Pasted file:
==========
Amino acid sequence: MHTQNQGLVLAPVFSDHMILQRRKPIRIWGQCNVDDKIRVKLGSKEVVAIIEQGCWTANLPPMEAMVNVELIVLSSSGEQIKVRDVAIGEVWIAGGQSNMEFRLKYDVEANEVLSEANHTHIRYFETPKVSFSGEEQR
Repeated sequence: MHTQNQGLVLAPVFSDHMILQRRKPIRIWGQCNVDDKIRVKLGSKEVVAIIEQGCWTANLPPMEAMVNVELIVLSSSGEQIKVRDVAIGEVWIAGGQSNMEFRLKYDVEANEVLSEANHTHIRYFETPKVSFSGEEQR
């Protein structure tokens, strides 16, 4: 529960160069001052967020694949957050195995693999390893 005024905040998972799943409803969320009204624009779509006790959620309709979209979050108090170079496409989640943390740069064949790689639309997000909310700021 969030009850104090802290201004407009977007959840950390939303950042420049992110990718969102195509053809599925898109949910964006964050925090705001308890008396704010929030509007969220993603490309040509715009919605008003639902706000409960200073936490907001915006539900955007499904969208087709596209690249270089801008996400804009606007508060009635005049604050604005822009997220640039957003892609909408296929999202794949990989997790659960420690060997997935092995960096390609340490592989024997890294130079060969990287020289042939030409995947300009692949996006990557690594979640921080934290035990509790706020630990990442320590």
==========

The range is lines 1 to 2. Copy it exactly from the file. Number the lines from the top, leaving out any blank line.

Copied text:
Amino acid sequence: MHTQNQGLVLAPVFSDHMILQRRKPIRIWGQCNVDDKIRVKLGSKEVVAIIEQGCWTANLPPMEAMVNVELIVLSSSGEQIKVRDVAIGEVWIAGGQSNMEFRLKYDVEANEVLSEANHTHIRYFETPKVSFSGEEQR
Repeated sequence: MHTQNQGLVLAPVFSDHMILQRRKPIRIWGQCNVDDKIRVKLGSKEVVAIIEQGCWTANLPPMEAMVNVELIVLSSSGEQIKVRDVAIGEVWIAGGQSNMEFRLKYDVEANEVLSEANHTHIRYFETPKVSFSGEEQR